Russian President Vladimir Putin demanded that Israel grant his country control of the Alexander Courtyard in Jerusalem as the previous Israeli government had promised, in a letter delivered to Prime Minister Naftali Bennett on Sunday.
Putin’s letter came barely a day after the Foreign Ministry in Moscow slammed Foreign Minister Yair Lapid for accusing Russia of war crimes in Ukraine, saying that Israel is using Ukraine to cover up for its own conflict with the Palestinians. The Russian Foreign Ministry also summoned Israeli Ambassador Alexander Ben Zvi for a reprimand on Sunday.
Transferring the ownership of the church land could cause diplomatic trouble for Israel at a time when its Western allies have been sanctioning Russia over its invasion of Ukraine.
The Alexander Courtyard, also known as the Alexander Nevsky Church and the Cathedral of the Holy Trinity, is in the Christian Quarter of Jerusalem’s Old City.
Former prime minister Benjamin Netanyahu promised Putin that Russia could take over the landmark in 2020, as one of a series of gestures meant to help free Naama Issachar, an Israeli woman held in a Russian jail on drug charges. Soon after, Israel’s Land Registry commissioner listed the Russian government as the owner of the church.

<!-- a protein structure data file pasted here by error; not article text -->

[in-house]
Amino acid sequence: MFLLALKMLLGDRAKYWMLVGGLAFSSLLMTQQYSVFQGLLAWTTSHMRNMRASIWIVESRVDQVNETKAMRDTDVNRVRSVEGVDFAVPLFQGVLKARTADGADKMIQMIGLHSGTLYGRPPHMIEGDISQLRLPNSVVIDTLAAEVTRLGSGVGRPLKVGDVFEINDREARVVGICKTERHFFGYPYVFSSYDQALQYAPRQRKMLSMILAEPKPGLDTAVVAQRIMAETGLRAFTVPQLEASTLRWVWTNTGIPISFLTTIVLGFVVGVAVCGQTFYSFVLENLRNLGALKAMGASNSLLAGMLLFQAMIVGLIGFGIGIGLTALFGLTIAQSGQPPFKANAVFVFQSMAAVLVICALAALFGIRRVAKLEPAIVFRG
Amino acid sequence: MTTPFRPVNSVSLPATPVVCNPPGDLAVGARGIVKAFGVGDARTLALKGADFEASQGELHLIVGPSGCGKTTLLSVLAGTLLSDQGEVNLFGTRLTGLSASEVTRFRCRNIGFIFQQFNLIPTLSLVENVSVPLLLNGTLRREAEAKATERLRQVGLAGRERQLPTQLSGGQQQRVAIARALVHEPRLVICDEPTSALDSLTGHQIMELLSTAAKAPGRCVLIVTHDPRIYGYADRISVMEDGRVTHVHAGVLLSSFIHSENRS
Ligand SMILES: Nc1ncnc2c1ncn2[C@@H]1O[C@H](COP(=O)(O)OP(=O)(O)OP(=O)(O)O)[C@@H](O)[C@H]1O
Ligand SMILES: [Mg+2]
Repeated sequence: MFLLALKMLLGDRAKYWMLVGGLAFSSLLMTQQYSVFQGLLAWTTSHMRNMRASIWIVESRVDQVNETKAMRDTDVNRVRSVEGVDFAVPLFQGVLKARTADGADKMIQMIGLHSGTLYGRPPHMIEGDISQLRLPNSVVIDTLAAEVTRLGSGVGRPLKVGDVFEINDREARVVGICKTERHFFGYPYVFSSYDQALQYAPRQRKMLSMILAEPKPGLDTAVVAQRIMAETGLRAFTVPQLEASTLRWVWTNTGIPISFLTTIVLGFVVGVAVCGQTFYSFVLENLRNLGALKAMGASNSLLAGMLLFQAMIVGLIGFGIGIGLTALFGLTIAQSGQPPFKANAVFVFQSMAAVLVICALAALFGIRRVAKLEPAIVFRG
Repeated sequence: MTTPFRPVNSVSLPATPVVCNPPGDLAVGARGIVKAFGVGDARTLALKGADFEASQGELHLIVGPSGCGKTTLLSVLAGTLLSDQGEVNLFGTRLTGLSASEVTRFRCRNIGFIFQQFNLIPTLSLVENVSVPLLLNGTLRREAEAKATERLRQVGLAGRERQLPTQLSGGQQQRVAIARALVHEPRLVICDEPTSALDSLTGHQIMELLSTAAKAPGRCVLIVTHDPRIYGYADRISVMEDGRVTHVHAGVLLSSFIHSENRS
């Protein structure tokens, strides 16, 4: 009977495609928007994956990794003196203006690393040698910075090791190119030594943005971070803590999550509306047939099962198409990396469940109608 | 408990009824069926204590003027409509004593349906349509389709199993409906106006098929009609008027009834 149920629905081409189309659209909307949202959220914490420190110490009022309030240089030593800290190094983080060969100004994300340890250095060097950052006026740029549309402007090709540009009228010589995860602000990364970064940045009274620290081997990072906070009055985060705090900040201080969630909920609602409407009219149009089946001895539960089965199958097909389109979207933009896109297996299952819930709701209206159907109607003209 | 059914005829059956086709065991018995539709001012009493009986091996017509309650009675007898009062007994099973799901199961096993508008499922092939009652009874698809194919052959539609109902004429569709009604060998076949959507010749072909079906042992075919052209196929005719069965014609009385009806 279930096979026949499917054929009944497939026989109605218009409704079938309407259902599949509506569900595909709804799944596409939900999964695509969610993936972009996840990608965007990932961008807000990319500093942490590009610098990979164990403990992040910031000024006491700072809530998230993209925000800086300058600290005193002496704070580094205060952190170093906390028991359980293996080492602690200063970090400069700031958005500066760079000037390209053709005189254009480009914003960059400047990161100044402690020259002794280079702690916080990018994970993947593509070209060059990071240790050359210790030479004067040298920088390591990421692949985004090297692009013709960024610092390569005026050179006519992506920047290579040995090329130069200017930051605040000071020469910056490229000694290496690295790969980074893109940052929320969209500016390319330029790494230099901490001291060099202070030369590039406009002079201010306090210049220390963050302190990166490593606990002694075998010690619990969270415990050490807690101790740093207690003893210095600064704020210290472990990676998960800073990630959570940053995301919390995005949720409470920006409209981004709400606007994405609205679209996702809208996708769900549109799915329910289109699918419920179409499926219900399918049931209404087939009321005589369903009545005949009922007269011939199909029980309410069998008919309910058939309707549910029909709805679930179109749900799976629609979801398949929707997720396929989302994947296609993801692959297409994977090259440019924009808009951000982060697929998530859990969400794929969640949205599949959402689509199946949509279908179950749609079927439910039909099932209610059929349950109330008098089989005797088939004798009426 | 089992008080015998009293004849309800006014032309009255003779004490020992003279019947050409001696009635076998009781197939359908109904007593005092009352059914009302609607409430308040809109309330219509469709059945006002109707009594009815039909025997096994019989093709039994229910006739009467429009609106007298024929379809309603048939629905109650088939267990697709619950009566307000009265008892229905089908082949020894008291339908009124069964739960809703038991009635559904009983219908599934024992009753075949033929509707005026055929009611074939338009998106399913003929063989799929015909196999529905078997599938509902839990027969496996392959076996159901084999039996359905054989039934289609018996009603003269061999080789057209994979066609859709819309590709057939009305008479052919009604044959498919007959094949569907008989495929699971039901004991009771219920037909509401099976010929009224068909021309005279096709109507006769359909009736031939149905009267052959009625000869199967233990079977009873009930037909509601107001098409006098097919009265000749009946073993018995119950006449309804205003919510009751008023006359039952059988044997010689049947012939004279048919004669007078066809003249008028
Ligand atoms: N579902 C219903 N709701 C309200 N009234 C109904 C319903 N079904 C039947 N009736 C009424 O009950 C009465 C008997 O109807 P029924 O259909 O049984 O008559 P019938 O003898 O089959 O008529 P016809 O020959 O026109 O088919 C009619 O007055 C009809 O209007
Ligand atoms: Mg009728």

The courtyard had been part of a dispute between Orthodox Church organizations. Jerusalem District Court Judge Mordechai Kaduri canceled the transfer of ownership to the Russian government in March.
The Israeli government argued that the Russian Federation is the successor of the Russian Imperial Government, which was registered as the owner during Ottoman rule.
The Orthodox Palestine Society of the Holy Land, which owned the site until it was granted to the current Russian government, sued, arguing that the transfer of ownership was political. Kaduri said that Prime Minister Naftali Bennett would have to decide, because it is a diplomatic matter.
Former Russian prime minister Sergei Stepashin, chairman of the Imperial Orthodox Palestine Society, said during a visit to Israel in recent days that Russia is “fighting for a return of the compound, and it is very difficult.”
Stepashin accused Israel of “playing both sides, playing ping pong” on the issue.